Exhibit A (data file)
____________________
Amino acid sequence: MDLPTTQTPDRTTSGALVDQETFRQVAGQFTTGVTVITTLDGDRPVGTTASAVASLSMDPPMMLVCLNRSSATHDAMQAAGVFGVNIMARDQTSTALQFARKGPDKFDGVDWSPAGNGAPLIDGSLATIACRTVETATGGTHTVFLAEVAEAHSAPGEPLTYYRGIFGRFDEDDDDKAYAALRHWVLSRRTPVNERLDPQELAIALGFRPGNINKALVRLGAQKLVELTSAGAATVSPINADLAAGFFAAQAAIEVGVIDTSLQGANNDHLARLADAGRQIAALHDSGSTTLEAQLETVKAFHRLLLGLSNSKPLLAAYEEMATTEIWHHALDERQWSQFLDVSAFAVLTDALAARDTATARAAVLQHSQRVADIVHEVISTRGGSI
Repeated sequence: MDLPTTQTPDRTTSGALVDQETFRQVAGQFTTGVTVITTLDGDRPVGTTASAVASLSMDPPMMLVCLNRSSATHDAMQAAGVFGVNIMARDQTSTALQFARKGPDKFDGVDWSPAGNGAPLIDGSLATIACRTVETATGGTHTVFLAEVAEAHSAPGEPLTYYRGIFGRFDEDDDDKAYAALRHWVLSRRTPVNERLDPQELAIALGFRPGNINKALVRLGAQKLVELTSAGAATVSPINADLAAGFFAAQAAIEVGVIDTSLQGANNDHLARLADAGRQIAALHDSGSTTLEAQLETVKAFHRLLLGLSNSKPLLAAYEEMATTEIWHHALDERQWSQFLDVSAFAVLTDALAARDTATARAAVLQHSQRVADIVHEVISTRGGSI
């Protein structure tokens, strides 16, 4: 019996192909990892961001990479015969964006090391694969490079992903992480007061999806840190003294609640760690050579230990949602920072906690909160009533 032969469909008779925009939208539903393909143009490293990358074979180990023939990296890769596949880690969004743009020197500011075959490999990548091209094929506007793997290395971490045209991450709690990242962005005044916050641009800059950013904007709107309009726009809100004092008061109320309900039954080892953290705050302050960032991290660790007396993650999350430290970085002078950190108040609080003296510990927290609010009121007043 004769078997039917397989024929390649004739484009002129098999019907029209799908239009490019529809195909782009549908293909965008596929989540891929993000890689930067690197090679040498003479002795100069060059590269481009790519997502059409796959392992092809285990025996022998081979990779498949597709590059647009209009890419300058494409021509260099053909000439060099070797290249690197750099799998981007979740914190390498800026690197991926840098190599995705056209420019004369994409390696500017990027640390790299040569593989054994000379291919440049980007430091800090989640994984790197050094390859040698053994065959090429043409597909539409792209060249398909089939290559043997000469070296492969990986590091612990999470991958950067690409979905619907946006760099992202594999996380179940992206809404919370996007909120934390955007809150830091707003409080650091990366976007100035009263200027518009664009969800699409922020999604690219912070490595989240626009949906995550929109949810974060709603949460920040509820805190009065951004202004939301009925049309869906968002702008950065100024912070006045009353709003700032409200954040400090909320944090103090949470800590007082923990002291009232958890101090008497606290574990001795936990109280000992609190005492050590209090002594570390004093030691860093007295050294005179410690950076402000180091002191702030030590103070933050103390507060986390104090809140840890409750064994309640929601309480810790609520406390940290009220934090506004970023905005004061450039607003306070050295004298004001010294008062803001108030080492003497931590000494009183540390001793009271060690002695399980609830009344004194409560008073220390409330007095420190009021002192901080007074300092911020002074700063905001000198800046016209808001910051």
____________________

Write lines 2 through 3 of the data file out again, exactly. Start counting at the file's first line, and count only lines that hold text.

Repeated sequence: MDLPTTQTPDRTTSGALVDQETFRQVAGQFTTGVTVITTLDGDRPVGTTASAVASLSMDPPMMLVCLNRSSATHDAMQAAGVFGVNIMARDQTSTALQFARKGPDKFDGVDWSPAGNGAPLIDGSLATIACRTVETATGGTHTVFLAEVAEAHSAPGEPLTYYRGIFGRFDEDDDDKAYAALRHWVLSRRTPVNERLDPQELAIALGFRPGNINKALVRLGAQKLVELTSAGAATVSPINADLAAGFFAAQAAIEVGVIDTSLQGANNDHLARLADAGRQIAALHDSGSTTLEAQLETVKAFHRLLLGLSNSKPLLAAYEEMATTEIWHHALDERQWSQFLDVSAFAVLTDALAARDTATARAAVLQHSQRVADIVHEVISTRGGSI
């Protein structure tokens, strides 16, 4: 019996192909990892961001990479015969964006090391694969490079992903992480007061999806840190003294609640760690050579230990949602920072906690909160009533 032969469909008779925009939208539903393909143009490293990358074979180990023939990296890769596949880690969004743009020197500011075959490999990548091209094929506007793997290395971490045209991450709690990242962005005044916050641009800059950013904007709107309009726009809100004092008061109320309900039954080892953290705050302050960032991290660790007396993650999350430290970085002078950190108040609080003296510990927290609010009121007043 004769078997039917397989024929390649004739484009002129098999019907029209799908239009490019529809195909782009549908293909965008596929989540891929993000890689930067690197090679040498003479002795100069060059590269481009790519997502059409796959392992092809285990025996022998081979990779498949597709590059647009209009890419300058494409021509260099053909000439060099070797290249690197750099799998981007979740914190390498800026690197991926840098190599995705056209420019004369994409390696500017990027640390790299040569593989054994000379291919440049980007430091800090989640994984790197050094390859040698053994065959090429043409597909539409792209060249398909089939290559043997000469070296492969990986590091612990999470991958950067690409979905619907946006760099992202594999996380179940992206809404919370996007909120934390955007809150830091707003409080650091990366976007100035009263200027518009664009969800699409922020999604690219912070490595989240626009949906995550929109949810974060709603949460920040509820805190009065951004202004939301009925049309869906968002702008950065100024912070006045009353709003700032409200954040400090909320944090103090949470800590007082923990002291009232958890101090008497606290574990001795936990109280000992609190005492050590209090002594570390004093030691860093007295050294005179410690950076402000180091002191702030030590103070933050103390507060986390104090809140840890409750064994309640929601309480810790609520406390940290009220934090506004970023905005004061450039607003306070050295004298004001010294008062803001108030080492003497931590000494009183540390001793009271060690002695399980609830009344004194409560008073220390409330007095420190009021002192901080007074300092911020002074700063905001000198800046016209808001910051």